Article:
I discovered Beanie Babie fan packs and Goosebumps fan packs. I found kitschy McDonalds toys. I found a key chain that reminded me of a friend back in Indiana, because, for awhile, his desk had been littered with liquid-dispensing illusions. After dumping out a large container of stuffed animals, I noticed that one Teeny Beanie carried the initials of my cousin. I reached my phone (buried beneath Barbie clothing) and texted her.
“I’m cleaning out all of my childhood things and found this with your initials on it. WHY DO I HAVE THESE THINGS?”
In the box with the Lisa Frank folders, I found a blue air chair.
There was the pillowcase mom sewed for me when my room was painted Parisian style, with vertical lines alternating white, rosy pink, white, rosy pink.
There were some items that I cruised through, blazing through memories and broken childhood. There were innumerous paper items that I had made for my Barbies, as well as my Beanie Babie city. I had boxes of “cheese” for a grocery store, folded and colored paper that served as candy bars. I had bunched and glued Kleenex to toothpicks, declaring it cotton candy. I had made books, food, electronics and Christmas presents. I made sure to represent any mundane item in my character’s lives, window shades, sleeping bags and pillowcases alike. Even they had miniature air chairs. I remember these.
But none of these things—the Beanie Babies, the Little Tyke dollhouse, the school papers, the music box—compared to what I deliberately waited to do last—the books.
There were nine boxes total, but I slowly whittled and narrowed them down to six over the course of the afternoon and evening. The boxes, which are now stacked, packed and ready to go, contain Goosebumps books, American Girl books, Sabrina books, books from the Animorphs series, Dear America books, the entire collection of Little House on the Prairie books, and stacks of Berenstain Bears books.
I don’t know how or when or why, but I remember, suddenly, that I was crying.
The books of my childhood were scattered about me. My knees were once again up to my chest, but my left hand graced the covers of the books on the floor, touching Fat Cat and Miss Lollipop’s Lion, a book whose inside cover boasts my mother’s childish scrawl, “Wendy, 1963.” I cracked each both of the books open, reading to myself and laughing at the absurdity. It was when I was skimming across the poverty of Miss Lollipop when I began to feel my eyes well up.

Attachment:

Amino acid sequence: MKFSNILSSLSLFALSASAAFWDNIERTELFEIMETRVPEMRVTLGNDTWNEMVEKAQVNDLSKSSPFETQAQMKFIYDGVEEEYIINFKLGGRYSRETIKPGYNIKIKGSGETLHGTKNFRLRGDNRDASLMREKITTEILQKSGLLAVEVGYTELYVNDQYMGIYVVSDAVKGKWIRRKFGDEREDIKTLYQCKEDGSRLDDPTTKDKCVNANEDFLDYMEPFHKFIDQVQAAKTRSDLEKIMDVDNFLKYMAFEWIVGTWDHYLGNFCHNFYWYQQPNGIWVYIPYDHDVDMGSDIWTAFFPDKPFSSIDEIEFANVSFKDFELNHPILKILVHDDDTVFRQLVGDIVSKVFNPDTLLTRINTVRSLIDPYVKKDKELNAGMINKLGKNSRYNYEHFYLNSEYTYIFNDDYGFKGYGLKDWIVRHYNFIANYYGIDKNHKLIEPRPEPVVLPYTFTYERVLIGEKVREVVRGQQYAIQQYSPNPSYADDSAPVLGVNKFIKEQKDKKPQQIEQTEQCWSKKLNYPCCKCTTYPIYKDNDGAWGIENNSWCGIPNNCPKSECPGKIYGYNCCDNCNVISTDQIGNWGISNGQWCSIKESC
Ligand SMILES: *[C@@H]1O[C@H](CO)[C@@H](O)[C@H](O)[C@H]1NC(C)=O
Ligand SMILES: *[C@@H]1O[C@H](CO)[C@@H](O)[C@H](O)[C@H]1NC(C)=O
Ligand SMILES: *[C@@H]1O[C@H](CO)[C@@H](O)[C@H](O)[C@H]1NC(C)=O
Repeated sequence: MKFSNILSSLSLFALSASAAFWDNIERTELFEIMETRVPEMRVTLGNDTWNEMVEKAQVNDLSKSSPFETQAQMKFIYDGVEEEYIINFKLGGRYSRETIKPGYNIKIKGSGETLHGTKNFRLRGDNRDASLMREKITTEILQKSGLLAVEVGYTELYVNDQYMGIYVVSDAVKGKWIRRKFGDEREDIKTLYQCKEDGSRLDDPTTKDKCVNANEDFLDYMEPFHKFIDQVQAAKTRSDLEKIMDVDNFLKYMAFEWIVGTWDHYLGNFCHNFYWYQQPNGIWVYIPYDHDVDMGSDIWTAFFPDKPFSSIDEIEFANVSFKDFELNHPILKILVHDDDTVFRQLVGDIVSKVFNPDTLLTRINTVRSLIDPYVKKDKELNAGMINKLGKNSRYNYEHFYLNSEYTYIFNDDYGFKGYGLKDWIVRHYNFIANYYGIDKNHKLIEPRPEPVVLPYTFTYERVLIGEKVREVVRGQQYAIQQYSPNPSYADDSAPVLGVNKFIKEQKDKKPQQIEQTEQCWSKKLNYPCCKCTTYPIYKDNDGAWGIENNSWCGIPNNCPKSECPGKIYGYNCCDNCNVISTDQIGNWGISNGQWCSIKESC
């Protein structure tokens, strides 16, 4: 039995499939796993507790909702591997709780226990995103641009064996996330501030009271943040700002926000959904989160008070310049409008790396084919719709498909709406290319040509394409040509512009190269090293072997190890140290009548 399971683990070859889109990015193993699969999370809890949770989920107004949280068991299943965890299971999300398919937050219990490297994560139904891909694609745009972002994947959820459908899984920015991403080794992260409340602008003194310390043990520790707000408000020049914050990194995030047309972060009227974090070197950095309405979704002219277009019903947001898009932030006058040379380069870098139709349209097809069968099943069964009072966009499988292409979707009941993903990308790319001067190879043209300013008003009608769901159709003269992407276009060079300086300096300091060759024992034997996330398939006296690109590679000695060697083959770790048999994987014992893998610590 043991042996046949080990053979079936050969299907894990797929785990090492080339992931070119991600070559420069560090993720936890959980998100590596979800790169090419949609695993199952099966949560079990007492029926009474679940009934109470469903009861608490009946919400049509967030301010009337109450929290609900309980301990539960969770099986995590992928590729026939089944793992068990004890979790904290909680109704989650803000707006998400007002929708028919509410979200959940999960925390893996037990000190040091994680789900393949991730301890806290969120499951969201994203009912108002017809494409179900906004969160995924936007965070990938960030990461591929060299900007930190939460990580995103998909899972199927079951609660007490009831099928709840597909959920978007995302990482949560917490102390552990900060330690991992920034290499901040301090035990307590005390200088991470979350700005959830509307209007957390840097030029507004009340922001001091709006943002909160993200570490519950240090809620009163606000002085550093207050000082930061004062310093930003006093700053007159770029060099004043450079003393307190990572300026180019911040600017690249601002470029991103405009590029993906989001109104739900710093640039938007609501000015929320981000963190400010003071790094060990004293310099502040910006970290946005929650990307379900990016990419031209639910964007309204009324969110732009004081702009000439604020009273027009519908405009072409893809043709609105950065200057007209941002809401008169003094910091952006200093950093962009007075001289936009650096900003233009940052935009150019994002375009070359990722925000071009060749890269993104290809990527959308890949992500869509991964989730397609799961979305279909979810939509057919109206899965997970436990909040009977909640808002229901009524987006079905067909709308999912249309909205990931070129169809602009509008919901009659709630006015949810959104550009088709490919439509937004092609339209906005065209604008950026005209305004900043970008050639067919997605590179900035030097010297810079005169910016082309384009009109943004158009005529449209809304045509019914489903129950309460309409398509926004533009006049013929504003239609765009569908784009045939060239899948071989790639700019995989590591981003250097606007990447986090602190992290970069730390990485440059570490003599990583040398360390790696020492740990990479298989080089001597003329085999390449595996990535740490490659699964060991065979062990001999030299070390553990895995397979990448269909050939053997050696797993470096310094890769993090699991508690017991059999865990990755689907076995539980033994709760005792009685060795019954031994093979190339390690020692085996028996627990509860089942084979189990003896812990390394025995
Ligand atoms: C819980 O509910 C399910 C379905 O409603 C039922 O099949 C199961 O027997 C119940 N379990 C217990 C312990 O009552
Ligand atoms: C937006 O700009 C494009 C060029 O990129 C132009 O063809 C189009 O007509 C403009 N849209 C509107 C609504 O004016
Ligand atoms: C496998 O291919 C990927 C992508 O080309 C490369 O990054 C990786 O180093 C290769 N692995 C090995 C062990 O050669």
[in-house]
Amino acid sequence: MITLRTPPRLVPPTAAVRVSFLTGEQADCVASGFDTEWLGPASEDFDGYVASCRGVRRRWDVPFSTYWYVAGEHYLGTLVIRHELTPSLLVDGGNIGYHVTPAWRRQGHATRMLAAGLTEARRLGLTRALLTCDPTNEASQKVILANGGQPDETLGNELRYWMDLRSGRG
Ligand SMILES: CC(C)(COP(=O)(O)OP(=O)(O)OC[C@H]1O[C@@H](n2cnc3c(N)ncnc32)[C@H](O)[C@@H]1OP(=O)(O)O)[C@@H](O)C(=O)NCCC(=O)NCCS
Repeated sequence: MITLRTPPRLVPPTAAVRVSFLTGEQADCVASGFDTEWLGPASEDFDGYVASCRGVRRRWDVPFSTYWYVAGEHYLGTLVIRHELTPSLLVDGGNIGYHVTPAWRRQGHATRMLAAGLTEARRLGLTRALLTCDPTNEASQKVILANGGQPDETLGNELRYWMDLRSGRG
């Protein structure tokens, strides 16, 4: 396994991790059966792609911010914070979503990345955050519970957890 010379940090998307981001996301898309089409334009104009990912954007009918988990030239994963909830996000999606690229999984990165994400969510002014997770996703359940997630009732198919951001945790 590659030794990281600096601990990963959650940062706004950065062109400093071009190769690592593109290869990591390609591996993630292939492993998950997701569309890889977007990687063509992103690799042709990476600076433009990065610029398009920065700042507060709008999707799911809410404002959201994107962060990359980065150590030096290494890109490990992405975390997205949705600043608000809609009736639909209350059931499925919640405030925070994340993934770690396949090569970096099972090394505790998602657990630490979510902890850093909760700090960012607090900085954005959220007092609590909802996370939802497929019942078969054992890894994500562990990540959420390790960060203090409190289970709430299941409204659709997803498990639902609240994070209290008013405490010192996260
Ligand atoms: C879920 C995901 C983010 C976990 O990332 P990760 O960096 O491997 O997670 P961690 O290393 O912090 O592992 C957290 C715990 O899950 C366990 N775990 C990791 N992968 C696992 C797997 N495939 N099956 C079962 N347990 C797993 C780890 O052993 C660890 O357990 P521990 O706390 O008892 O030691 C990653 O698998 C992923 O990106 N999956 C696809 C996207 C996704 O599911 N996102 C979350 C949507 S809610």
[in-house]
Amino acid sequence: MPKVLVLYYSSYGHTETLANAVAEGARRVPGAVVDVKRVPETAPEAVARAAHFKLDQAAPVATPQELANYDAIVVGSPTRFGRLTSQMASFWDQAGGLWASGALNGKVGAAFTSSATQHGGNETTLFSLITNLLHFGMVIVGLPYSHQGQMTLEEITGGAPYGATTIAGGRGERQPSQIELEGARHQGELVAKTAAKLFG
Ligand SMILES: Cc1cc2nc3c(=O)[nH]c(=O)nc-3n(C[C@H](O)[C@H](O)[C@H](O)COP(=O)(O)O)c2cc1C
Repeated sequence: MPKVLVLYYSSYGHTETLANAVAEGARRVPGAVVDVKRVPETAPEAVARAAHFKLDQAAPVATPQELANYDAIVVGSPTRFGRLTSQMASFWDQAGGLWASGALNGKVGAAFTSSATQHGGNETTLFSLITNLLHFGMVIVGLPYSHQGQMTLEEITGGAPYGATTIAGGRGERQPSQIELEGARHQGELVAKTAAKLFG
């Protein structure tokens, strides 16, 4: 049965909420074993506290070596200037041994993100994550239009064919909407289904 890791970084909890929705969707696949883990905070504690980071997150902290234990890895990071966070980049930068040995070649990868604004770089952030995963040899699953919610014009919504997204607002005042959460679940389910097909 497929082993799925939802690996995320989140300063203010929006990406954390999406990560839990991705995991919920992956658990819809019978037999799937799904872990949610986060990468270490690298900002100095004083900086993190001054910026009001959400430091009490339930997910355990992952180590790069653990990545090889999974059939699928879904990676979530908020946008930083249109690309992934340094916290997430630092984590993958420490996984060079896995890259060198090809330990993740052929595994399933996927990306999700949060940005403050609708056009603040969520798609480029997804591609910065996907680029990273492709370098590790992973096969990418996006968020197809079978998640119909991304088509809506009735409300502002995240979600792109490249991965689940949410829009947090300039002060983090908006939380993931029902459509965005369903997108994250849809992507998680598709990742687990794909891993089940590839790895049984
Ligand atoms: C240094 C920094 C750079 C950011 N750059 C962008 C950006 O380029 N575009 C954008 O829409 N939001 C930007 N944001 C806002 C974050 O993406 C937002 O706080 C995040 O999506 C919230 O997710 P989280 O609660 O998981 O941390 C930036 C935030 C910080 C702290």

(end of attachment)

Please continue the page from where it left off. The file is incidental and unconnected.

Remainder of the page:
I realized that of all the toys, of all the saved clothes and photographs and memories, that the things that meant the most to me were the books. My mother had sacrificed so much to purchase me new things each time we went to town when, really, it was unnecessary. I was happy with my books, with the adventures of bears and witches and cats and pioneers.
I remember this. I remembered sitting on the green shag carpet of “The Yellow House,” turning page of each picture book. I would read aloud but, even then, my impatience would encourage me to skip larger passages. I remembered snacking on Oreos, sitting up in bed with one leg crossed over the other, a book propped open on my stomach. I remembered the first time I read Harry Potter. I remembered flipping through Animorphs books, watching the character turn to animal, animal to character, and again. At the time, they would have all been kept on the two-shelf white bookcase next to my bed.
The books were unlike anything else, for I remembered each one; the character names, the pictures. I cried with recognition and with heartbreak, knowing that if I read them now, I would be a pathetic, unemployed twenty-three-year-old remembering days gone by. And yet, that is exactly what I did.
I read The Cat in The Hat. I read Miss Lollipop’s Lion. I read The Fat Cat and Meet Clifford and A Fly Went By and Are you My Mother? I read each and all, at 1:00 in the morning, with wet eyes and a swelled heart. Book after book, I skimmed and read and admired and looked at. And with each one, with each page, with each beloved mildewed page, I ran my hand back and forth, back and forth, whispering, I remember this.